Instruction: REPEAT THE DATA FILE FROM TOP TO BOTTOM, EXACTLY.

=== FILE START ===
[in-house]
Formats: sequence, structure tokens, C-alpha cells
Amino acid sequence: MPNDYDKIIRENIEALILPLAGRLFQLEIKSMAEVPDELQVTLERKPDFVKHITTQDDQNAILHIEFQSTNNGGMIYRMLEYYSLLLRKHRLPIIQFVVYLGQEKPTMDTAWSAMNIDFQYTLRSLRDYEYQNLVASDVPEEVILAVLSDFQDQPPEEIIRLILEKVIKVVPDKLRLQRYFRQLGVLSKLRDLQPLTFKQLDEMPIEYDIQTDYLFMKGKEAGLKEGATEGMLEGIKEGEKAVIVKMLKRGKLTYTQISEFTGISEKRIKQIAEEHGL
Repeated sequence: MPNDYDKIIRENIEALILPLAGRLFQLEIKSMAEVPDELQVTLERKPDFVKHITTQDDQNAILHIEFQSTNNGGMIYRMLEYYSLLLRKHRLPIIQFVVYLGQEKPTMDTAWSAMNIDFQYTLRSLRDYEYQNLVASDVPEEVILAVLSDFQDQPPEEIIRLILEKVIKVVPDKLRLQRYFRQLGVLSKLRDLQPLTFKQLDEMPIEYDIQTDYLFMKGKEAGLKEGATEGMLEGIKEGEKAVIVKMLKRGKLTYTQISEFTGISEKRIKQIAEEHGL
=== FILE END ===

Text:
[in-house]
Formats: sequence, structure tokens, C-alpha cells
Amino acid sequence: MPNDYDKIIRENIEALILPLAGRLFQLEIKSMAEVPDELQVTLERKPDFVKHITTQDDQNAILHIEFQSTNNGGMIYRMLEYYSLLLRKHRLPIIQFVVYLGQEKPTMDTAWSAMNIDFQYTLRSLRDYEYQNLVASDVPEEVILAVLSDFQDQPPEEIIRLILEKVIKVVPDKLRLQRYFRQLGVLSKLRDLQPLTFKQLDEMPIEYDIQTDYLFMKGKEAGLKEGATEGMLEGIKEGEKAVIVKMLKRGKLTYTQISEFTGISEKRIKQIAEEHGL
Repeated sequence: MPNDYDKIIRENIEALILPLAGRLFQLEIKSMAEVPDELQVTLERKPDFVKHITTQDDQNAILHIEFQSTNNGGMIYRMLEYYSLLLRKHRLPIIQFVVYLGQEKPTMDTAWSAMNIDFQYTLRSLRDYEYQNLVASDVPEEVILAVLSDFQDQPPEEIIRLILEKVIKVVPDKLRLQRYFRQLGVLSKLRDLQPLTFKQLDEMPIEYDIQTDYLFMKGKEAGLKEGATEGMLEGIKEGEKAVIVKMLKRGKLTYTQISEFTGISEKRIKQIAEEHGL